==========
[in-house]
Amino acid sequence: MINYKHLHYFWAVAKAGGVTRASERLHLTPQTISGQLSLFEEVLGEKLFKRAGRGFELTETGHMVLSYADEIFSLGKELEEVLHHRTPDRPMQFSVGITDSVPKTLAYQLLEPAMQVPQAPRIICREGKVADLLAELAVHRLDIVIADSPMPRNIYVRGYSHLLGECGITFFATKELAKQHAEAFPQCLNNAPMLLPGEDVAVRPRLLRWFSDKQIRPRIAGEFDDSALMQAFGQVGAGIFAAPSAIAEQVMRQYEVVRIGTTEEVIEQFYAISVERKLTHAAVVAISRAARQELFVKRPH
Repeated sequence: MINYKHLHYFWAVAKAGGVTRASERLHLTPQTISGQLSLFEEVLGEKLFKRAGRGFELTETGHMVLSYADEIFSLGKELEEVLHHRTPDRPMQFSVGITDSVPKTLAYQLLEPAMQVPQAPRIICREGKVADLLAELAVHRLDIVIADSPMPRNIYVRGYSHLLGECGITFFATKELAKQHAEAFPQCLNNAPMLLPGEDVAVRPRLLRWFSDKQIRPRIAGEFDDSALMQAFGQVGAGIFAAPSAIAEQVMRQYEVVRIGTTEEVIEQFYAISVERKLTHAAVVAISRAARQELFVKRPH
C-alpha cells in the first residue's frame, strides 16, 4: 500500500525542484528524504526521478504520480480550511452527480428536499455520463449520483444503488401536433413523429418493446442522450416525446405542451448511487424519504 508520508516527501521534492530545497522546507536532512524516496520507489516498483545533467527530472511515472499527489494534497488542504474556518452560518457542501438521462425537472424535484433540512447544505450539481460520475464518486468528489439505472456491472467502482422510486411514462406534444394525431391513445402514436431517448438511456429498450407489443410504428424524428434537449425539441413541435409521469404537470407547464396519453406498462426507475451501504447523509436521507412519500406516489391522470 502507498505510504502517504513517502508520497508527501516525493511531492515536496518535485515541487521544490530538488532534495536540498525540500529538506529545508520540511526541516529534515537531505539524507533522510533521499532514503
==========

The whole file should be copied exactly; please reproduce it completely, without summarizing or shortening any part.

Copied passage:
[in-house]
Amino acid sequence: MINYKHLHYFWAVAKAGGVTRASERLHLTPQTISGQLSLFEEVLGEKLFKRAGRGFELTETGHMVLSYADEIFSLGKELEEVLHHRTPDRPMQFSVGITDSVPKTLAYQLLEPAMQVPQAPRIICREGKVADLLAELAVHRLDIVIADSPMPRNIYVRGYSHLLGECGITFFATKELAKQHAEAFPQCLNNAPMLLPGEDVAVRPRLLRWFSDKQIRPRIAGEFDDSALMQAFGQVGAGIFAAPSAIAEQVMRQYEVVRIGTTEEVIEQFYAISVERKLTHAAVVAISRAARQELFVKRPH
Repeated sequence: MINYKHLHYFWAVAKAGGVTRASERLHLTPQTISGQLSLFEEVLGEKLFKRAGRGFELTETGHMVLSYADEIFSLGKELEEVLHHRTPDRPMQFSVGITDSVPKTLAYQLLEPAMQVPQAPRIICREGKVADLLAELAVHRLDIVIADSPMPRNIYVRGYSHLLGECGITFFATKELAKQHAEAFPQCLNNAPMLLPGEDVAVRPRLLRWFSDKQIRPRIAGEFDDSALMQAFGQVGAGIFAAPSAIAEQVMRQYEVVRIGTTEEVIEQFYAISVERKLTHAAVVAISRAARQELFVKRPH
C-alpha cells in the first residue's frame, strides 16, 4: 500500500525542484528524504526521478504520480480550511452527480428536499455520463449520483444503488401536433413523429418493446442522450416525446405542451448511487424519504 508520508516527501521534492530545497522546507536532512524516496520507489516498483545533467527530472511515472499527489494534497488542504474556518452560518457542501438521462425537472424535484433540512447544505450539481460520475464518486468528489439505472456491472467502482422510486411514462406534444394525431391513445402514436431517448438511456429498450407489443410504428424524428434537449425539441413541435409521469404537470407547464396519453406498462426507475451501504447523509436521507412519500406516489391522470 502507498505510504502517504513517502508520497508527501516525493511531492515536496518535485515541487521544490530538488532534495536540498525540500529538506529545508520540511526541516529534515537531505539524507533522510533521499532514503